Vancouver – We dropped by SFU Harbour Centre on Saturday afternoon to check in on the local entries for IGDA’s Global Game Jam event. There were 26 entrants for this inaugural competition, which was opened with a Keynote address given by Kyle Gabler (World of Goo). This was followed with the reading of the competition’s constraints and team formation.
The smallest team, Scorched Physics, was comprised of just 3 members, while One Tonne Punch weighed in with an 8 member team. Several participants came from UBC, SFU, VFS and the Masters of Digital Media programme at GNWC, while several were recent graduates now working in the
game development industry at studios such as Relic, Radical and Deep Fried Entertainment, with one competitor hailing from Seattle, who works at Satori Software. The only female competitor, freelance artist Rachel Curtis worked on The Treelings’ team.
Several mentors volunteered their time and knowledge throughout the weekend to assist the development teams; Mitch Lagran of Koolhaus Games was on duty while we were there, and he stated that there were “some cool ideas and a good mix of teams and game styles.” Other mentors included Sebastian Enrique, David Rutter and Dan Taylor of EA Canada, Delna Bhesania, CEO Bardel Entertainment and Pat McGee of BCIT.
It was very interesting to see how far each team had gotten in just the few short hours in which they’d been working. Every game started with an idea, a pitch and paper protyping before moving on to the digital pipeline. Each team had its strengths and weaknesses, and it was important for each group to compensate for those weaknesses with their strengths, while making a stab at the areas in which they lacked expertise. This weekend saw the rapid development of several viable game ideas, from timed platform level games to physics based space shooters and block-pushing puzzlers – however, the weekend would not have been complete without the requisite zombie game, which was developed by Team Blob Boy.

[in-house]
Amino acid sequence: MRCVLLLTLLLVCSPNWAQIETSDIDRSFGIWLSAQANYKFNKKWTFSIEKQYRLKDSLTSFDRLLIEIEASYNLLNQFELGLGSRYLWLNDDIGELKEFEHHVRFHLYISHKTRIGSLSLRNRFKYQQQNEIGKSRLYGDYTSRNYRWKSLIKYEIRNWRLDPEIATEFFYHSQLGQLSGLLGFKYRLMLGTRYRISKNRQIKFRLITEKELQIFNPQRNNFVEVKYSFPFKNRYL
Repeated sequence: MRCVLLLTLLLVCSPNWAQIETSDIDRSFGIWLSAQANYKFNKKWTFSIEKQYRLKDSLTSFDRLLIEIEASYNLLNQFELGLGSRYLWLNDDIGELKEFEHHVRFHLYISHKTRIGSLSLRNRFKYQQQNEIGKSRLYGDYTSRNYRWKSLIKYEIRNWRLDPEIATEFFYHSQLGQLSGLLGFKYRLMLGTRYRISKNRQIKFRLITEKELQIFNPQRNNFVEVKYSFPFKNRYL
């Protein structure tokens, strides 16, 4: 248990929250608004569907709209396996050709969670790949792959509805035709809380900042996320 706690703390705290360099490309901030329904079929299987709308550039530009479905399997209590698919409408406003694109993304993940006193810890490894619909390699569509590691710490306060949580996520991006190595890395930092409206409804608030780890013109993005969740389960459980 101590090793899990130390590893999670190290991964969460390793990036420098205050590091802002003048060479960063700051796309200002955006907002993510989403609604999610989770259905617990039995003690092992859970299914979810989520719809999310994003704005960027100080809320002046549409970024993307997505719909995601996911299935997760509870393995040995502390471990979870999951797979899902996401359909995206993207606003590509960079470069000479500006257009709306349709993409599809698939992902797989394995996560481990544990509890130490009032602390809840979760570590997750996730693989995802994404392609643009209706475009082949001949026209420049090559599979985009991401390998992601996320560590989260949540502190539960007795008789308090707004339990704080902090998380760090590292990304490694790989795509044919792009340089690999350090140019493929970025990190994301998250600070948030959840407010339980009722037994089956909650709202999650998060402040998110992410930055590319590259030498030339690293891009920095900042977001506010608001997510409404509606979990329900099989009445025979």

Development time ended at 3pm on Sunday, when all of the game prototypes had to be handed in. This was followed by presentations, critiques, prizes and a reflective discussion on what had been accomplished over the competition time period. The feeling I got from every participant when we were there was that they were enjoying the whole process of searching out unique ideas, making new friends and rising to challenges while following the protocol of a typical game development production plan. I think that the supporters, organizers and participants are to be congratulated for their efforts, and I hope that many more of these types of events will be held in the future.
Please visit the official Global Game Jam Vancouver page for a full listing of the final games, playable files and critiques.